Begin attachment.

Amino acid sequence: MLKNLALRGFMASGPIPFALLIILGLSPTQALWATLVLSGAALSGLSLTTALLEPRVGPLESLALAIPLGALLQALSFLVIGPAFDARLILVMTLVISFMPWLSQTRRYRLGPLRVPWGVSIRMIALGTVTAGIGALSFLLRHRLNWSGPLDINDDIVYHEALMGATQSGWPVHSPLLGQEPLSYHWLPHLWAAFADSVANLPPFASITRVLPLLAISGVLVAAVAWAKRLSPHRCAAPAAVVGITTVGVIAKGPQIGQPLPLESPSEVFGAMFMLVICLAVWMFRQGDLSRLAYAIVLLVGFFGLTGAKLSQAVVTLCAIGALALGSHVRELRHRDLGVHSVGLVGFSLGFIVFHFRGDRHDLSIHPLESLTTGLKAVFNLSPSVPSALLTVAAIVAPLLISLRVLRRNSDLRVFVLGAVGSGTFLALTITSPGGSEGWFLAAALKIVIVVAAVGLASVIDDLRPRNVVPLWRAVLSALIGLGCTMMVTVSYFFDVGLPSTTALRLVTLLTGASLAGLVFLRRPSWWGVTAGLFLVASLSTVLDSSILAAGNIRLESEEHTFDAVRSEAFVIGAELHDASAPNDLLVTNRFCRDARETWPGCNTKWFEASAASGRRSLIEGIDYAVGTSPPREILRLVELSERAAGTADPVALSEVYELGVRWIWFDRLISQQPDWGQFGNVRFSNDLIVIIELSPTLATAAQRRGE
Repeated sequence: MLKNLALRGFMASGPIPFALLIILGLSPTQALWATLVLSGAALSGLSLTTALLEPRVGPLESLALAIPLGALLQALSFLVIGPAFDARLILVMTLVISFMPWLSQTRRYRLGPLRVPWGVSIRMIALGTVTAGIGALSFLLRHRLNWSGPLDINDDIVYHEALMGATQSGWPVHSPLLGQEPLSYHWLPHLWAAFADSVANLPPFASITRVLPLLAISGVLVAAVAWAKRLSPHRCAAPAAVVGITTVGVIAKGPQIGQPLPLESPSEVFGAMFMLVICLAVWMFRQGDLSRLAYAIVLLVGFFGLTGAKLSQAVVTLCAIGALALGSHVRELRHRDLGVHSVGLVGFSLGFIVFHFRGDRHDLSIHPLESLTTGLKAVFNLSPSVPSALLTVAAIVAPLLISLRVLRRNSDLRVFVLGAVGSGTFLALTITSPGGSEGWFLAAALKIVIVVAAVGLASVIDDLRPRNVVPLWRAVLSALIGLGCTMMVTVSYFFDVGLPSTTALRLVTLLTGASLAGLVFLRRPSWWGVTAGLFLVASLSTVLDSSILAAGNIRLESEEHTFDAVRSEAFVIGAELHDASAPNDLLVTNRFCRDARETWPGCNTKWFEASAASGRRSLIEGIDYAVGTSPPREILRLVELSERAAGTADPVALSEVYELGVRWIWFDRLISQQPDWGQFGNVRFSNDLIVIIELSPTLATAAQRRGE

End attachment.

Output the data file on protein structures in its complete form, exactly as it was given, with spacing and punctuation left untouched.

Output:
Amino acid sequence: MLKNLALRGFMASGPIPFALLIILGLSPTQALWATLVLSGAALSGLSLTTALLEPRVGPLESLALAIPLGALLQALSFLVIGPAFDARLILVMTLVISFMPWLSQTRRYRLGPLRVPWGVSIRMIALGTVTAGIGALSFLLRHRLNWSGPLDINDDIVYHEALMGATQSGWPVHSPLLGQEPLSYHWLPHLWAAFADSVANLPPFASITRVLPLLAISGVLVAAVAWAKRLSPHRCAAPAAVVGITTVGVIAKGPQIGQPLPLESPSEVFGAMFMLVICLAVWMFRQGDLSRLAYAIVLLVGFFGLTGAKLSQAVVTLCAIGALALGSHVRELRHRDLGVHSVGLVGFSLGFIVFHFRGDRHDLSIHPLESLTTGLKAVFNLSPSVPSALLTVAAIVAPLLISLRVLRRNSDLRVFVLGAVGSGTFLALTITSPGGSEGWFLAAALKIVIVVAAVGLASVIDDLRPRNVVPLWRAVLSALIGLGCTMMVTVSYFFDVGLPSTTALRLVTLLTGASLAGLVFLRRPSWWGVTAGLFLVASLSTVLDSSILAAGNIRLESEEHTFDAVRSEAFVIGAELHDASAPNDLLVTNRFCRDARETWPGCNTKWFEASAASGRRSLIEGIDYAVGTSPPREILRLVELSERAAGTADPVALSEVYELGVRWIWFDRLISQQPDWGQFGNVRFSNDLIVIIELSPTLATAAQRRGE
Repeated sequence: MLKNLALRGFMASGPIPFALLIILGLSPTQALWATLVLSGAALSGLSLTTALLEPRVGPLESLALAIPLGALLQALSFLVIGPAFDARLILVMTLVISFMPWLSQTRRYRLGPLRVPWGVSIRMIALGTVTAGIGALSFLLRHRLNWSGPLDINDDIVYHEALMGATQSGWPVHSPLLGQEPLSYHWLPHLWAAFADSVANLPPFASITRVLPLLAISGVLVAAVAWAKRLSPHRCAAPAAVVGITTVGVIAKGPQIGQPLPLESPSEVFGAMFMLVICLAVWMFRQGDLSRLAYAIVLLVGFFGLTGAKLSQAVVTLCAIGALALGSHVRELRHRDLGVHSVGLVGFSLGFIVFHFRGDRHDLSIHPLESLTTGLKAVFNLSPSVPSALLTVAAIVAPLLISLRVLRRNSDLRVFVLGAVGSGTFLALTITSPGGSEGWFLAAALKIVIVVAAVGLASVIDDLRPRNVVPLWRAVLSALIGLGCTMMVTVSYFFDVGLPSTTALRLVTLLTGASLAGLVFLRRPSWWGVTAGLFLVASLSTVLDSSILAAGNIRLESEEHTFDAVRSEAFVIGAELHDASAPNDLLVTNRFCRDARETWPGCNTKWFEASAASGRRSLIEGIDYAVGTSPPREILRLVELSERAAGTADPVALSEVYELGVRWIWFDRLISQQPDWGQFGNVRFSNDLIVIIELSPTLATAAQRRGE